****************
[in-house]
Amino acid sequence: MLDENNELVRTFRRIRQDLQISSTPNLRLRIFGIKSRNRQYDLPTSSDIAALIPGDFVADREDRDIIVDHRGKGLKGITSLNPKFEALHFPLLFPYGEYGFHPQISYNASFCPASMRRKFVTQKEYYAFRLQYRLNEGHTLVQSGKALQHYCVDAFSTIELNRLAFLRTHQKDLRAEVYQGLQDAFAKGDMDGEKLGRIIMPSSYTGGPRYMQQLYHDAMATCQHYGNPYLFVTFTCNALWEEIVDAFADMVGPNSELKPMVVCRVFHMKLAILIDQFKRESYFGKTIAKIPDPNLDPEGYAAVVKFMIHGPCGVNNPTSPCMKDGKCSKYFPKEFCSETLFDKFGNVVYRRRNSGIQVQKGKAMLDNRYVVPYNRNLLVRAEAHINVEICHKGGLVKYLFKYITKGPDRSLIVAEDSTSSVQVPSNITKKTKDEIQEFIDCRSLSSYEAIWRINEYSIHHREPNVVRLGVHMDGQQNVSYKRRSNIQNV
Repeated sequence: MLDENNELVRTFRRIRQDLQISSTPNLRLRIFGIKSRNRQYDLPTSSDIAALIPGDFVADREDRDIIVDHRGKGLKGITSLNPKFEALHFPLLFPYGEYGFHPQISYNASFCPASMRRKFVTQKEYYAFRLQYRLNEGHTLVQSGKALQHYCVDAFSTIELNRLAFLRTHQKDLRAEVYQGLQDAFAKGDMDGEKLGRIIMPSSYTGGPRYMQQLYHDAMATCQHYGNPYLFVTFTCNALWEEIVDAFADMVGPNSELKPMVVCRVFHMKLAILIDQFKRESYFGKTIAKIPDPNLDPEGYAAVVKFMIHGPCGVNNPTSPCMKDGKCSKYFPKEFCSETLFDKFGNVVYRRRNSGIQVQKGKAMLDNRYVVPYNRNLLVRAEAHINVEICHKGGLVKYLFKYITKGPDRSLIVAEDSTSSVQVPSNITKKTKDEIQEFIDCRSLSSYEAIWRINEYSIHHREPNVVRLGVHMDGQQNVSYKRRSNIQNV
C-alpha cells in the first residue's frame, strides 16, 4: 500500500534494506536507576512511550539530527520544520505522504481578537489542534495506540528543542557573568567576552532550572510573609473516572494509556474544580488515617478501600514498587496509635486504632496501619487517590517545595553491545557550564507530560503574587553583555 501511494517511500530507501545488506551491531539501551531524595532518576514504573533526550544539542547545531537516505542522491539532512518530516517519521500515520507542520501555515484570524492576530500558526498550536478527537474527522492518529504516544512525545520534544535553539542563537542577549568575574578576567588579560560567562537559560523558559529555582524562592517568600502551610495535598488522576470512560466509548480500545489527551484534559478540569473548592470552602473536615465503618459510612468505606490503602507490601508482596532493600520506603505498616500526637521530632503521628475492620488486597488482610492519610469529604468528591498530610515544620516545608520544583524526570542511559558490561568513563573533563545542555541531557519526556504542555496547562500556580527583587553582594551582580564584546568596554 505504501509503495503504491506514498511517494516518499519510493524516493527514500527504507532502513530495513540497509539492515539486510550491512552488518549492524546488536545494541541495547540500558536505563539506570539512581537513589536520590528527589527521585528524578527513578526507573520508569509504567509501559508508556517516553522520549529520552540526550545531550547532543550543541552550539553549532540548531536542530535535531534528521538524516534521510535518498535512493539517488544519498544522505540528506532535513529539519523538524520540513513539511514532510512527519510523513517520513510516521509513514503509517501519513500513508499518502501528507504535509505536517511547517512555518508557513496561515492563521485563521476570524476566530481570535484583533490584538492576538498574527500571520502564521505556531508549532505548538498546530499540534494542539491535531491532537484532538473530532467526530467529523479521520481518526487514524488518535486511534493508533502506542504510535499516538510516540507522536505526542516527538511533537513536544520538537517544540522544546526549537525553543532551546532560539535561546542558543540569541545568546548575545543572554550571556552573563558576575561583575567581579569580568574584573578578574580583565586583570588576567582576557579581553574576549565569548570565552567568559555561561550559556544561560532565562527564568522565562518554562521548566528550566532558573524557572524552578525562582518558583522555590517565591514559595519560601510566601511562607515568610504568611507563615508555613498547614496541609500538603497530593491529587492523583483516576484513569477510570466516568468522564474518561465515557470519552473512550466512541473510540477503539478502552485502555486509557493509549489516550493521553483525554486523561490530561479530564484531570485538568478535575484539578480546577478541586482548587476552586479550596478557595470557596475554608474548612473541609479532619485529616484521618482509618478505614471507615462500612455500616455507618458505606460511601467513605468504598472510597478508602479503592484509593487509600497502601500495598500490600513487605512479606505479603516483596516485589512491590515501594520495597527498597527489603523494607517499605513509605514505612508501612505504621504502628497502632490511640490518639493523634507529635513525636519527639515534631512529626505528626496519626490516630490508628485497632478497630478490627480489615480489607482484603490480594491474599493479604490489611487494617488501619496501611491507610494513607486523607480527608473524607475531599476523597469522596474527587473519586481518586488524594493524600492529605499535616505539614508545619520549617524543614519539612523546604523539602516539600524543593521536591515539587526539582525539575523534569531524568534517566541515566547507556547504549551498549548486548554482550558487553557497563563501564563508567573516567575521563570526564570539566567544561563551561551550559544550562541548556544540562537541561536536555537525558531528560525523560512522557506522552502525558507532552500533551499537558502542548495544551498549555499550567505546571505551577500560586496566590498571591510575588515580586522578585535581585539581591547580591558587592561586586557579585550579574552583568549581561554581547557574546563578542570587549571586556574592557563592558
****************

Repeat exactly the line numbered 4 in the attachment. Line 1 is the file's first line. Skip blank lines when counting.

C-alpha cells in the first residue's frame, strides 16, 4: 500500500534494506536507576512511550539530527520544520505522504481578537489542534495506540528543542557573568567576552532550572510573609473516572494509556474544580488515617478501600514498587496509635486504632496501619487517590517545595553491545557550564507530560503574587553583555 501511494517511500530507501545488506551491531539501551531524595532518576514504573533526550544539542547545531537516505542522491539532512518530516517519521500515520507542520501555515484570524492576530500558526498550536478527537474527522492518529504516544512525545520534544535553539542563537542577549568575574578576567588579560560567562537559560523558559529555582524562592517568600502551610495535598488522576470512560466509548480500545489527551484534559478540569473548592470552602473536615465503618459510612468505606490503602507490601508482596532493600520506603505498616500526637521530632503521628475492620488486597488482610492519610469529604468528591498530610515544620516545608520544583524526570542511559558490561568513563573533563545542555541531557519526556504542555496547562500556580527583587553582594551582580564584546568596554 505504501509503495503504491506514498511517494516518499519510493524516493527514500527504507532502513530495513540497509539492515539486510550491512552488518549492524546488536545494541541495547540500558536505563539506570539512581537513589536520590528527589527521585528524578527513578526507573520508569509504567509501559508508556517516553522520549529520552540526550545531550547532543550543541552550539553549532540548531536542530535535531534528521538524516534521510535518498535512493539517488544519498544522505540528506532535513529539519523538524520540513513539511514532510512527519510523513517520513510516521509513514503509517501519513500513508499518502501528507504535509505536517511547517512555518508557513496561515492563521485563521476570524476566530481570535484583533490584538492576538498574527500571520502564521505556531508549532505548538498546530499540534494542539491535531491532537484532538473530532467526530467529523479521520481518526487514524488518535486511534493508533502506542504510535499516538510516540507522536505526542516527538511533537513536544520538537517544540522544546526549537525553543532551546532560539535561546542558543540569541545568546548575545543572554550571556552573563558576575561583575567581579569580568574584573578578574580583565586583570588576567582576557579581553574576549565569548570565552567568559555561561550559556544561560532565562527564568522565562518554562521548566528550566532558573524557572524552578525562582518558583522555590517565591514559595519560601510566601511562607515568610504568611507563615508555613498547614496541609500538603497530593491529587492523583483516576484513569477510570466516568468522564474518561465515557470519552473512550466512541473510540477503539478502552485502555486509557493509549489516550493521553483525554486523561490530561479530564484531570485538568478535575484539578480546577478541586482548587476552586479550596478557595470557596475554608474548612473541609479532619485529616484521618482509618478505614471507615462500612455500616455507618458505606460511601467513605468504598472510597478508602479503592484509593487509600497502601500495598500490600513487605512479606505479603516483596516485589512491590515501594520495597527498597527489603523494607517499605513509605514505612508501612505504621504502628497502632490511640490518639493523634507529635513525636519527639515534631512529626505528626496519626490516630490508628485497632478497630478490627480489615480489607482484603490480594491474599493479604490489611487494617488501619496501611491507610494513607486523607480527608473524607475531599476523597469522596474527587473519586481518586488524594493524600492529605499535616505539614508545619520549617524543614519539612523546604523539602516539600524543593521536591515539587526539582525539575523534569531524568534517566541515566547507556547504549551498549548486548554482550558487553557497563563501564563508567573516567575521563570526564570539566567544561563551561551550559544550562541548556544540562537541561536536555537525558531528560525523560512522557506522552502525558507532552500533551499537558502542548495544551498549555499550567505546571505551577500560586496566590498571591510575588515580586522578585535581585539581591547580591558587592561586586557579585550579574552583568549581561554581547557574546563578542570587549571586556574592557563592558